First-generation immigrant clergy serving racially white congregations are becoming increasingly common in Canada, reports the Canadian evangelical magazine Faith Today (July/August).
The experience of foreign and immigrant clergy ministering crossculturally in Canada was relatively rare up until the 1990s. But by 2010, “observers of the Canadian church were talking about this [growing phenomenon] as a sign of ‘missionary rebound,’ a term describing how some regions that used to receive missionaries—for example from Europe and North America—are now sending missionaries back to those places.”
Although no figures are provided on immigrant clergy, writer Peter Bush notes that quite a few of them are arriving in Canada as intentional missionaries. One example of this is a group of 25 Korean Christian families, known as the “K-1” group, partnering with the Pentecostal Assemblies of Canada to start a ministry to native Canadian populations. Other new immigrant clergy come to Canada as students or on an exchange program and then choose to stay in the country and feel called to minister there.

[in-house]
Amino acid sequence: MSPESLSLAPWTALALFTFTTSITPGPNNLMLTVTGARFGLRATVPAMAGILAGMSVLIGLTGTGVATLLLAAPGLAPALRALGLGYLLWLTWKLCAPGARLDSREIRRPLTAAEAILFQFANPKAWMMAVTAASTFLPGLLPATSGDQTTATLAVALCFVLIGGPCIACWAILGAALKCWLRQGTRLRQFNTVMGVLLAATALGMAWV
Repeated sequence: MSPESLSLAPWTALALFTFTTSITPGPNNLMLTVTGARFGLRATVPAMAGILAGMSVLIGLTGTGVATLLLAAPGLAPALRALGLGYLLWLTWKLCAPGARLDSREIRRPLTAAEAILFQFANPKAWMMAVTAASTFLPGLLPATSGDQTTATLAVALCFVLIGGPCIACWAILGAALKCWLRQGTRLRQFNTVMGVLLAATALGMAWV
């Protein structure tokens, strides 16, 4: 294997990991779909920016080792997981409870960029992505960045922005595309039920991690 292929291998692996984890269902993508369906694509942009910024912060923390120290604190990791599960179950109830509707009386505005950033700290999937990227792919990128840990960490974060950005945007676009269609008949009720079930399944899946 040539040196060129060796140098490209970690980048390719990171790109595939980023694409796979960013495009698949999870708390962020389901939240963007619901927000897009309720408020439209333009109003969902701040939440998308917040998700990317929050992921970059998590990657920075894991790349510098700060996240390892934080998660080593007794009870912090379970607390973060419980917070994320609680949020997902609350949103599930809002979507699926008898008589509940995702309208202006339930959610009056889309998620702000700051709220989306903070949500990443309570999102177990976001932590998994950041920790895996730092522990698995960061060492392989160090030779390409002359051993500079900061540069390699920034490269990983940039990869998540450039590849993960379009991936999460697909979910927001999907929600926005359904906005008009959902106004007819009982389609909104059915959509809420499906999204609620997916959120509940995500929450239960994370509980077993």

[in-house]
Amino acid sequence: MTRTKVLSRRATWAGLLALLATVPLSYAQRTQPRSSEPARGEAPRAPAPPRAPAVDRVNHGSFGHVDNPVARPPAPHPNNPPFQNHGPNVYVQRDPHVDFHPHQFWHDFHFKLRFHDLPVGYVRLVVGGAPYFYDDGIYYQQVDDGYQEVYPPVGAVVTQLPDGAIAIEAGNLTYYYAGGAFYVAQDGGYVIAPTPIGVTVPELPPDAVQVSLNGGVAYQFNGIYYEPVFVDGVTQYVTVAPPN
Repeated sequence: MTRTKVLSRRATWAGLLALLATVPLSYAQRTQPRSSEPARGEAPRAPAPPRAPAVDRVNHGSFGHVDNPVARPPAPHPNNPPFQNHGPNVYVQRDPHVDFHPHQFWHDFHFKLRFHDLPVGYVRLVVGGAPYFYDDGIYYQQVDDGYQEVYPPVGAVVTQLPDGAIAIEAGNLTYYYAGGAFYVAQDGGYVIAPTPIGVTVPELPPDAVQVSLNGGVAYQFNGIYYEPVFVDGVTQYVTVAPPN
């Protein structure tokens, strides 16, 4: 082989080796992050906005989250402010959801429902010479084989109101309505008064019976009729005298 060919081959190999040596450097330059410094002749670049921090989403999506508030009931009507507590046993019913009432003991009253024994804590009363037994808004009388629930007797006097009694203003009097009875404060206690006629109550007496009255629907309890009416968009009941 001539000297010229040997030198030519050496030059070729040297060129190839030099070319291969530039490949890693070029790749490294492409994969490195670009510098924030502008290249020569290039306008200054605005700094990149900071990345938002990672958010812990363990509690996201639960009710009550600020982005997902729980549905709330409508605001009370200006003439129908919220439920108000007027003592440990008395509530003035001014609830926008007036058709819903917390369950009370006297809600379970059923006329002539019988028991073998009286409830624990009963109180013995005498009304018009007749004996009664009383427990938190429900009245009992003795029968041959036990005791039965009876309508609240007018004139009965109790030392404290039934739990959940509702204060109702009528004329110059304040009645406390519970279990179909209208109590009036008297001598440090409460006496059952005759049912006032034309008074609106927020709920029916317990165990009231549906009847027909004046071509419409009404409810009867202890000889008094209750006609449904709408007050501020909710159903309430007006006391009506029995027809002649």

Still other clergy come to Canada as refugees, some of whom are unable to find ministry opportunities serving congregations of their ethnicity or language group and “end up lead-ing racially mainstream (mostly Anglo-Saxon) congregations. Others make the choice intentionally.” A fourth group consists of new arrivals who became Christians while in Canada and now serve Canadian congregations.
There are cases of missionary rebound across the spectrum of Canadian churches, but the trend is most evident in the Catholic Church, where “for example, nearly one-third of priests in the Archdiocese of Winnipeg are first-generation immigrants.” Bush concludes that congregations with immigrant clergy develop “cul-tural competence” or cross-cultural understanding.
(Faith Today, http://www.evangelicalfellowship.ca/Page.aspx?pid=282)